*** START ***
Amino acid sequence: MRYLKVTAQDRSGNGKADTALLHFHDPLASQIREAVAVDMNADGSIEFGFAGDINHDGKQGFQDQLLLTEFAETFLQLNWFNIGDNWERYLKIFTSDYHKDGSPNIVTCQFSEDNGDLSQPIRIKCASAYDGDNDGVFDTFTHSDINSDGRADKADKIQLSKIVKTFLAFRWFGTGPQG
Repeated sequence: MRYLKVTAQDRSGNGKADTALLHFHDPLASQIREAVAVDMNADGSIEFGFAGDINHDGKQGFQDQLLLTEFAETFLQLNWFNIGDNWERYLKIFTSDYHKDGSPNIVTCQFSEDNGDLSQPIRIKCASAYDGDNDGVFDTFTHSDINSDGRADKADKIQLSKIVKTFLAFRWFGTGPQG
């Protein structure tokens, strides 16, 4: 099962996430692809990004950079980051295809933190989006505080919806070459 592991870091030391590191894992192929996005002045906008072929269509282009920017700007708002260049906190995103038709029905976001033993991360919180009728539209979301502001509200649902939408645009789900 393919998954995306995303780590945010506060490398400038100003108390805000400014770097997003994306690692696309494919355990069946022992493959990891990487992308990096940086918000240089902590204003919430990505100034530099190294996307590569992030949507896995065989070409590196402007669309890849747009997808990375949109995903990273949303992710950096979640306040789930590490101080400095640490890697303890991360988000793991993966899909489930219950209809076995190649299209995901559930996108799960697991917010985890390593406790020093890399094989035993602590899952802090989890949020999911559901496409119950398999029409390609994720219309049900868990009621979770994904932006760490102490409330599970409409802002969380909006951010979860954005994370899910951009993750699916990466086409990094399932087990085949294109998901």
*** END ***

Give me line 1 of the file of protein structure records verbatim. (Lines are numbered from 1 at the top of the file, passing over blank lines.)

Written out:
Amino acid sequence: MRYLKVTAQDRSGNGKADTALLHFHDPLASQIREAVAVDMNADGSIEFGFAGDINHDGKQGFQDQLLLTEFAETFLQLNWFNIGDNWERYLKIFTSDYHKDGSPNIVTCQFSEDNGDLSQPIRIKCASAYDGDNDGVFDTFTHSDINSDGRADKADKIQLSKIVKTFLAFRWFGTGPQG